Seconds Matter in a Shelter in Place Scenario

Feb. 20, 2014
Create and reinforce an emergency plan that includes sheltering details.

When conditions outside get tough, where will building occupants go?

What Makes a Good Emergency Shelter?

What makes a good shelter?

Interior Location: Whichever space you choose should have a minimal number of windows (preferably none) and doors. Make sure it offers the opportunity to shut off outdoor air exchange, at least for a short period of time, explains Scott Tezak, practice lead for security and emergency preparedness at TRC Companies Inc., a national engineering, consulting, and construction management firm.

If necessary, choose several rooms to avoid overcrowding, such as large storage closets, utility rooms, pantries, copy areas, and conference rooms without exterior windows. Do not shelter in rooms with mechanical equipment – you may not be able to seal these areas from the outdoors very well.

Chemical or radiological releases may necessitate a backup plan, warns the Centers for Disease Control & Prevention (CDC). Rooms above ground level are best for chemical spills because some chemicals are heavier than air and could sink. However, a release of radioactive particles would make a centrally located room or basement the better option. “Access to bathrooms is a plus,” the CDC notes.

The Right Size: “Many times you want a large internal area, but not the largest area of the building,” says Tezak. “A large area helps you congregate people in one space where it’s easier to control the crowd, but the largest may have structural considerations you need to be aware of.”

The CDC recommends 10 square feet of floor space per person to prevent carbon dioxide buildup for up to five hours. However, the sheltering period may be shorter than that in the event of a chemical, biological, or radiological release, the organization notes in its official shelter in place guidance: “Local officials are unlikely to recommend the public shelter in a sealed room for more than two to three hours because the effectiveness of such sheltering diminishes with time as contaminated outside air gradually seeps into the shelter.”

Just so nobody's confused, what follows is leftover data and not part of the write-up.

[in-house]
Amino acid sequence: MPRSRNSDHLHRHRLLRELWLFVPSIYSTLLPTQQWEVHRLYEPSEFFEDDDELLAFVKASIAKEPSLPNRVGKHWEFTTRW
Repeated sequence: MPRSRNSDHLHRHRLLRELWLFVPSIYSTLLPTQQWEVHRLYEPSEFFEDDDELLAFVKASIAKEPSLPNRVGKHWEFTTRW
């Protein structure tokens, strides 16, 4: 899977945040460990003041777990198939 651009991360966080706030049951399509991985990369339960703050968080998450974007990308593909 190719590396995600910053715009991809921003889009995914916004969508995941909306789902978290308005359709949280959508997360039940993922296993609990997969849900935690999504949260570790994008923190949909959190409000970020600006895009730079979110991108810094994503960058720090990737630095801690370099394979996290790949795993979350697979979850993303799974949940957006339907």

Pre-Equipped: Ideal shelter spaces have hard-wired telephones, as cellular networks can be damaged or overwhelmed during emergencies. You will need phone access to call emergency contacts and report any life-threatening conditions that occur while sheltering. Make backup plans for VoIP networks, as they can be disabled if the power goes out.

The rooms should also have radios or TVs – consider keeping some battery-powered radios in your disaster kit in case the power goes out.

Your facility must be ready to serve as a refuge when a natural disaster, crime in progress, or chemical spill make it too dangerous to leave. But your occupants may not even know where to hunker down, especially if you’re not reinforcing the information regularly or your emergency plans are scant on sheltering details.

Take the Boston Marathon bombing last spring, for example – when the two bombs went off, no one knew whether more would follow. The safest solution for the office and multifamily occupants nearby was to seek shelter inside while waiting for the area to be secured.